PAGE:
One interesting way to address the general question of attribution and value is to look at what does happen in the other art forms and consider the parallels. Everyone now understands that most significant medieval panels weren’t executed by the named (if he was) artist alone but by a small atelier of sleeve specialists, sky painters, draughtsman who could do hands or feet all day long. In the same way, we understand that jazz is a collaborative art, requiring not just horns and a “rhythm section” but also a straw-boss, composer, engineer, producer, and in the case of Blue Note, designer and photographer to deliver what you have in your hand. Sometimes the balance of input isn’t reflected in the credits. A record put together by a bassist who doesn’t much like to solo, using charts entirely by Gigi Gryce or Duke Pearson, and heavily reliant on a charismatic trumpeter and a Van Gelder-type engineer/producer won’t much sound like the bassist’s record at all. We’ve all had the experience of walking into an unfamiliar club where the hitherto unknown Joe Blow Quintet is playing and immediately assuming that Joe is the guy standing out front, blowing a long line, when in fact he’s the guy standing in the shadows at the back doing the musical equivalent of knocking in railroad ties. To some extent, these concerns are a throwback to an always-misleading hierarchy of “front-line” and “rhythm section”, but you don’t need to be a base-and-superstructure Louis Althusser type to see the shortcomings of that. You just need to have heard of Art Blakey, or Charles Mingus.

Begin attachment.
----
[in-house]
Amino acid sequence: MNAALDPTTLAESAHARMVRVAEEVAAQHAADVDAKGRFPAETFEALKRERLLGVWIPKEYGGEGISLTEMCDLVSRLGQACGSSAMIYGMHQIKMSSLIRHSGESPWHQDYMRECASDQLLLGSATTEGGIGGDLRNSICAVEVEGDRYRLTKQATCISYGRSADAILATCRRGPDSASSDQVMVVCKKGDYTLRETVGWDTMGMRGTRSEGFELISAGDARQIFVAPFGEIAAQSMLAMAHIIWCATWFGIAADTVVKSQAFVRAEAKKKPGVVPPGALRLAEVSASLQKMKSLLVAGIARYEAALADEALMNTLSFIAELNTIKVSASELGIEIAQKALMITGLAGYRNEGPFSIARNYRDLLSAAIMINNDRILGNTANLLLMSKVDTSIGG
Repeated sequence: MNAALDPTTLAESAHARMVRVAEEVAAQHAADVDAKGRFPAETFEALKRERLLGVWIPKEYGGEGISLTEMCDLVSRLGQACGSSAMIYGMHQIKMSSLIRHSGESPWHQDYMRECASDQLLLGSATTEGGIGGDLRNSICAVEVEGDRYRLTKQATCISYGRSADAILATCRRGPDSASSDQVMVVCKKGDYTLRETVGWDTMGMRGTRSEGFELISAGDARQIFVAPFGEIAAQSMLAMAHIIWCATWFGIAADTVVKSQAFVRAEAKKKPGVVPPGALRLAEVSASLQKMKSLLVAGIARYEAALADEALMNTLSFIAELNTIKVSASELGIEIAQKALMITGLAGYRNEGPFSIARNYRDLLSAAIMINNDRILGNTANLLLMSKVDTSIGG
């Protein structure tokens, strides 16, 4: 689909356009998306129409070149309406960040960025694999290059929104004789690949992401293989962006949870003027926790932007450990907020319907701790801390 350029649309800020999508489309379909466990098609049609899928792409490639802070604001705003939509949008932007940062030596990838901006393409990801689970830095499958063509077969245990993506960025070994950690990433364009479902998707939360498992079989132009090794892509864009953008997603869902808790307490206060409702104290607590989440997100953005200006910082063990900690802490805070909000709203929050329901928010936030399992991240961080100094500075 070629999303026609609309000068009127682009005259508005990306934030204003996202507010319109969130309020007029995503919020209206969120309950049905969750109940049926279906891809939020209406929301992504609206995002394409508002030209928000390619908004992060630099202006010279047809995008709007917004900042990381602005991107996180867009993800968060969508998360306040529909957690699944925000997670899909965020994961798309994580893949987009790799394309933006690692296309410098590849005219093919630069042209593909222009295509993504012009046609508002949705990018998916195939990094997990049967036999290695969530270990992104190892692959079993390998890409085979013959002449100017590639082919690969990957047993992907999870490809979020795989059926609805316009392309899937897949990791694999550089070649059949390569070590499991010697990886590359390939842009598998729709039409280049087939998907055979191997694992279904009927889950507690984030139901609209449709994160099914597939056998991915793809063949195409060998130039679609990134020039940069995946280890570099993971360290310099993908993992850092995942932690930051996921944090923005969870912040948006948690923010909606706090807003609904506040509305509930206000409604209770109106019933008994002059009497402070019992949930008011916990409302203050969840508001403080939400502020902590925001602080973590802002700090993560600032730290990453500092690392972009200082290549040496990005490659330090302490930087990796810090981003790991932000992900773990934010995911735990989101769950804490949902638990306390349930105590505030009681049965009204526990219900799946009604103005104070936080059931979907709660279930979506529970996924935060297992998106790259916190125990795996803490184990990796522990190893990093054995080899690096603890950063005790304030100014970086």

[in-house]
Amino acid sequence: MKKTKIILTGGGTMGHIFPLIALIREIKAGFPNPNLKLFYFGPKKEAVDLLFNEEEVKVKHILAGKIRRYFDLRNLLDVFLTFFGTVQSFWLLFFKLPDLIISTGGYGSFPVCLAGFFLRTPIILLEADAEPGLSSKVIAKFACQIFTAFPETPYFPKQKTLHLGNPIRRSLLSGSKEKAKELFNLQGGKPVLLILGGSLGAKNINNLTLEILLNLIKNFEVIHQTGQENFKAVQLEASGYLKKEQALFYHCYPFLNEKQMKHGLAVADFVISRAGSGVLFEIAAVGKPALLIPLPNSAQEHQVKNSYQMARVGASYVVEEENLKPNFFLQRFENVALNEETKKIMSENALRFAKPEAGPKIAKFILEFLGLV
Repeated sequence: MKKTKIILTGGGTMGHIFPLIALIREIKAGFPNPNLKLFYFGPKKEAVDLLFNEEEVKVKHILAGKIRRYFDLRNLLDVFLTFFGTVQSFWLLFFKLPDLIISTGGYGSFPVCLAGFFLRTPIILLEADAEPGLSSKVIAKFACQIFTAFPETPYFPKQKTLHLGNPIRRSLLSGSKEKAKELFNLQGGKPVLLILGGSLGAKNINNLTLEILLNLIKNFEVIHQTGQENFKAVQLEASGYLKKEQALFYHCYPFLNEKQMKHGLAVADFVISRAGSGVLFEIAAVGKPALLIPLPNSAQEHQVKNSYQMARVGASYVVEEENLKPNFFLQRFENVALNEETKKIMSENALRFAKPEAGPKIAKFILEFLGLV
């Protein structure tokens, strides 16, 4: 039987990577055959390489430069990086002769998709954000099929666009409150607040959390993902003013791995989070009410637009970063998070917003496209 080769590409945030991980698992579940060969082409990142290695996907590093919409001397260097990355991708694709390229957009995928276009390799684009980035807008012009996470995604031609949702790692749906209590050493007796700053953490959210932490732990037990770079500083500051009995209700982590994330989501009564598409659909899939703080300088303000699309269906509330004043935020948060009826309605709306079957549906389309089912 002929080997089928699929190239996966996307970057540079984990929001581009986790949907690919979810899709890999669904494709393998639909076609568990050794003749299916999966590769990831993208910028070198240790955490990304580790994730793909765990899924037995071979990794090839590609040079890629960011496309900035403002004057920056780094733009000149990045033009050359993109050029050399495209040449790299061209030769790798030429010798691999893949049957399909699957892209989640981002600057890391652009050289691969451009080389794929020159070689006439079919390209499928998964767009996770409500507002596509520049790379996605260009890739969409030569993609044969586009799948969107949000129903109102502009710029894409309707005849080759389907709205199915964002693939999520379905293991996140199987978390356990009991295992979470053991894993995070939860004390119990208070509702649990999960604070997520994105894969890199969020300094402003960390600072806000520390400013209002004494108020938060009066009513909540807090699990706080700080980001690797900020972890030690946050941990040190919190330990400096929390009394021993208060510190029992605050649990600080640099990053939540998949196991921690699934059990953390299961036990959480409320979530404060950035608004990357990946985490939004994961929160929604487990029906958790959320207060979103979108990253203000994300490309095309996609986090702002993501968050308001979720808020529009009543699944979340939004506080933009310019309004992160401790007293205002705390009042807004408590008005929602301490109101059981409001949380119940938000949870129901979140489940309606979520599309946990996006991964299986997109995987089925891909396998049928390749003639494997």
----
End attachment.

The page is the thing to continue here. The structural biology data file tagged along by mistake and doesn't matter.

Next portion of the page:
Attribution is considered more of an issue in the fine-art world (and I’m being ingenuous: that girl worked for Sotheby’s). Putting a reliable name to an unsigned canvas or sketch on the basis of a few hunches, context, perhaps a look at the microstrokes is the visual equivalent of a blindfold test, if such a thing can be conceived. Mostly, this too is about money. Hanging above my desk is a small chalk and ink drawing which I bought in good faith twenty five years ago as by the Scottish artist Sir David Wilkie. When I tried to sell it a year ago – wife, children and CD collection to support, guv – the Wilkie maven pronounced himself unsure but was sufficiently persuaded to agree to “attributed to . . .” in the catalogue, along with a significantly lower reserve. Someone else had a look pre-sale and, to cut a long story short, it’s now back above my desk as “ school of Wilkie”, or it could be yours, at considerably less than the first estimate. It’s hard to think of a precise musical analogy, unless one imagines a crackly acetate that’s believed to be and issued as a lost Bird tape, but which subsequently turns out to be Willie Charles, known to his few fans as an uncanny Parker copyist.